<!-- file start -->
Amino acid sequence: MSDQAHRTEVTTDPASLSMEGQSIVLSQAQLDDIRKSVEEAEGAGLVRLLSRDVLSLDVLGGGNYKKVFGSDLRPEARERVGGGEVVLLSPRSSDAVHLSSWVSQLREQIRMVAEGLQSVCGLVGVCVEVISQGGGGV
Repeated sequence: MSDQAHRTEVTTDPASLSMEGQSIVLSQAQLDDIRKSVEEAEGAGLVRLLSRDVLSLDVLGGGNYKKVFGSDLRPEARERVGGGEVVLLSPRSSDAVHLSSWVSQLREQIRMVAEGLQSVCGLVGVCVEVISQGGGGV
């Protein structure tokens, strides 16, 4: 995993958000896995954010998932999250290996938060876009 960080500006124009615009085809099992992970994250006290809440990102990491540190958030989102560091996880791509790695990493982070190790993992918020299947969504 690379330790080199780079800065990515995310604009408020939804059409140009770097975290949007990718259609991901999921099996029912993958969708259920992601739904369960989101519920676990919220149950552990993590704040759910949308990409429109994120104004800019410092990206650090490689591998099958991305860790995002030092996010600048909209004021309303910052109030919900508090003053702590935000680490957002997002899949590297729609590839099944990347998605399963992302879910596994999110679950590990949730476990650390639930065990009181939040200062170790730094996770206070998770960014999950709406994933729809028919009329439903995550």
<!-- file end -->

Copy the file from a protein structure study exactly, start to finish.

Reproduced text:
Amino acid sequence: MSDQAHRTEVTTDPASLSMEGQSIVLSQAQLDDIRKSVEEAEGAGLVRLLSRDVLSLDVLGGGNYKKVFGSDLRPEARERVGGGEVVLLSPRSSDAVHLSSWVSQLREQIRMVAEGLQSVCGLVGVCVEVISQGGGGV
Repeated sequence: MSDQAHRTEVTTDPASLSMEGQSIVLSQAQLDDIRKSVEEAEGAGLVRLLSRDVLSLDVLGGGNYKKVFGSDLRPEARERVGGGEVVLLSPRSSDAVHLSSWVSQLREQIRMVAEGLQSVCGLVGVCVEVISQGGGGV
């Protein structure tokens, strides 16, 4: 995993958000896995954010998932999250290996938060876009 960080500006124009615009085809099992992970994250006290809440990102990491540190958030989102560091996880791509790695990493982070190790993992918020299947969504 690379330790080199780079800065990515995310604009408020939804059409140009770097975290949007990718259609991901999921099996029912993958969708259920992601739904369960989101519920676990919220149950552990993590704040759910949308990409429109994120104004800019410092990206650090490689591998099958991305860790995002030092996010600048909209004021309303910052109030919900508090003053702590935000680490957002997002899949590297729609590839099944990347998605399963992302879910596994999110679950590990949730476990650390639930065990009181939040200062170790730094996770206070998770960014999950709406994933729809028919009329439903995550």